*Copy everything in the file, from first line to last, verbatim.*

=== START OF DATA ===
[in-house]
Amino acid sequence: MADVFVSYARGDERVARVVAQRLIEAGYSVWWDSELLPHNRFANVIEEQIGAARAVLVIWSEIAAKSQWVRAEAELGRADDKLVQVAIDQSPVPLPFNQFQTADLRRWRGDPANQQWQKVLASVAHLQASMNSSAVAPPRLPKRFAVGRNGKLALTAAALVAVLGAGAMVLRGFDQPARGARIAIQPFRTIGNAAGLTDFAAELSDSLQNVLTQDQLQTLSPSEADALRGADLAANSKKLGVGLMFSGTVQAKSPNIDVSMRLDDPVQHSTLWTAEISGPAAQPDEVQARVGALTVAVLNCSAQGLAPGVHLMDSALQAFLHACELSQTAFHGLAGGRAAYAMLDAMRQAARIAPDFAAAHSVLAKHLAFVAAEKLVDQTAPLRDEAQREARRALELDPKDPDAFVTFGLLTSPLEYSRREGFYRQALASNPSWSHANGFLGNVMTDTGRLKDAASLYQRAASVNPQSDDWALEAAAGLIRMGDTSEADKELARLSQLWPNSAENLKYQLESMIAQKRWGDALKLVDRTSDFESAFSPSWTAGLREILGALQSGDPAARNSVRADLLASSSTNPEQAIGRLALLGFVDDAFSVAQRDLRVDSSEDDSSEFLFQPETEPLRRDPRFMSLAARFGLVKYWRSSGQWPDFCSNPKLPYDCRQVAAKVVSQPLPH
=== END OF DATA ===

[in-house]
Amino acid sequence: MADVFVSYARGDERVARVVAQRLIEAGYSVWWDSELLPHNRFANVIEEQIGAARAVLVIWSEIAAKSQWVRAEAELGRADDKLVQVAIDQSPVPLPFNQFQTADLRRWRGDPANQQWQKVLASVAHLQASMNSSAVAPPRLPKRFAVGRNGKLALTAAALVAVLGAGAMVLRGFDQPARGARIAIQPFRTIGNAAGLTDFAAELSDSLQNVLTQDQLQTLSPSEADALRGADLAANSKKLGVGLMFSGTVQAKSPNIDVSMRLDDPVQHSTLWTAEISGPAAQPDEVQARVGALTVAVLNCSAQGLAPGVHLMDSALQAFLHACELSQTAFHGLAGGRAAYAMLDAMRQAARIAPDFAAAHSVLAKHLAFVAAEKLVDQTAPLRDEAQREARRALELDPKDPDAFVTFGLLTSPLEYSRREGFYRQALASNPSWSHANGFLGNVMTDTGRLKDAASLYQRAASVNPQSDDWALEAAAGLIRMGDTSEADKELARLSQLWPNSAENLKYQLESMIAQKRWGDALKLVDRTSDFESAFSPSWTAGLREILGALQSGDPAARNSVRADLLASSSTNPEQAIGRLALLGFVDDAFSVAQRDLRVDSSEDDSSEFLFQPETEPLRRDPRFMSLAARFGLVKYWRSSGQWPDFCSNPKLPYDCRQVAAKVVSQPLPH